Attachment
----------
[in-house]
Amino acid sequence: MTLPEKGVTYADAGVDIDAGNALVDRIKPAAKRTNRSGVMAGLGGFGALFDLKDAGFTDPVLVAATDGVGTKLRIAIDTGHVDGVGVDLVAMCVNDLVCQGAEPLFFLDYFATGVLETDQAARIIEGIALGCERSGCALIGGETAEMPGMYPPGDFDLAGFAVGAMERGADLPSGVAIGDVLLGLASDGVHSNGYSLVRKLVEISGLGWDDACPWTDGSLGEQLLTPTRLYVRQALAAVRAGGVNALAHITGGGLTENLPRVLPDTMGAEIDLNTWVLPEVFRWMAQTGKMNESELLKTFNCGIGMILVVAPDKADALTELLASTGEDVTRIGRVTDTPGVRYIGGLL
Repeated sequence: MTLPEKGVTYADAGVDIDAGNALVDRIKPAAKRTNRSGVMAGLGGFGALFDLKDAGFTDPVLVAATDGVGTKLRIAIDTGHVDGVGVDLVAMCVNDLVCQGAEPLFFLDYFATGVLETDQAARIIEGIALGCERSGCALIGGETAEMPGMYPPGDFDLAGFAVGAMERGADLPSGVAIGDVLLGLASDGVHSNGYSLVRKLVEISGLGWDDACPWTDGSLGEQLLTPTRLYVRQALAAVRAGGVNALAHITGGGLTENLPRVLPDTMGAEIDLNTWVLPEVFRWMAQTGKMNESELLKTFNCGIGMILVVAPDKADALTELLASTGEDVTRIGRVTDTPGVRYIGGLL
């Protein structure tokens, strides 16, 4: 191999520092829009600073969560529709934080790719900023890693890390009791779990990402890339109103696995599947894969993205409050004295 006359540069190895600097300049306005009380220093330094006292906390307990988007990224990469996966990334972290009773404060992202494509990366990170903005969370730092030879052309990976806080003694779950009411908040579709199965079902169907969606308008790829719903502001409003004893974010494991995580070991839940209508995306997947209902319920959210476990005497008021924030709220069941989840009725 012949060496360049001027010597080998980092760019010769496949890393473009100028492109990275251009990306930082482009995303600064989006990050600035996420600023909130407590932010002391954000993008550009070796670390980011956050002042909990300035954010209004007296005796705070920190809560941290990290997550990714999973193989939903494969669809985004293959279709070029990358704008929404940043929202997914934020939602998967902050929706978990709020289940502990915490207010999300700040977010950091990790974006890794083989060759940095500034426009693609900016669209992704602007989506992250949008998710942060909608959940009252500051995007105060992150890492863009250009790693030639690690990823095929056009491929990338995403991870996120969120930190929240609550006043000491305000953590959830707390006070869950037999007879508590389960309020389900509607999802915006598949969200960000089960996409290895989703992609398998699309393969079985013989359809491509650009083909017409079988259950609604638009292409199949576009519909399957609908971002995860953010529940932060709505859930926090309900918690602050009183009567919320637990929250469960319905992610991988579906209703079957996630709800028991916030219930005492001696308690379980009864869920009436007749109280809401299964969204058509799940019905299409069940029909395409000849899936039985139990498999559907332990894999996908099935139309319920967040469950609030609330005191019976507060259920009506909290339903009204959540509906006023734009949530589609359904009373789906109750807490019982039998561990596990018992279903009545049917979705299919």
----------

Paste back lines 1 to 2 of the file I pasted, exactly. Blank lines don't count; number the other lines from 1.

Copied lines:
[in-house]
Amino acid sequence: MTLPEKGVTYADAGVDIDAGNALVDRIKPAAKRTNRSGVMAGLGGFGALFDLKDAGFTDPVLVAATDGVGTKLRIAIDTGHVDGVGVDLVAMCVNDLVCQGAEPLFFLDYFATGVLETDQAARIIEGIALGCERSGCALIGGETAEMPGMYPPGDFDLAGFAVGAMERGADLPSGVAIGDVLLGLASDGVHSNGYSLVRKLVEISGLGWDDACPWTDGSLGEQLLTPTRLYVRQALAAVRAGGVNALAHITGGGLTENLPRVLPDTMGAEIDLNTWVLPEVFRWMAQTGKMNESELLKTFNCGIGMILVVAPDKADALTELLASTGEDVTRIGRVTDTPGVRYIGGLL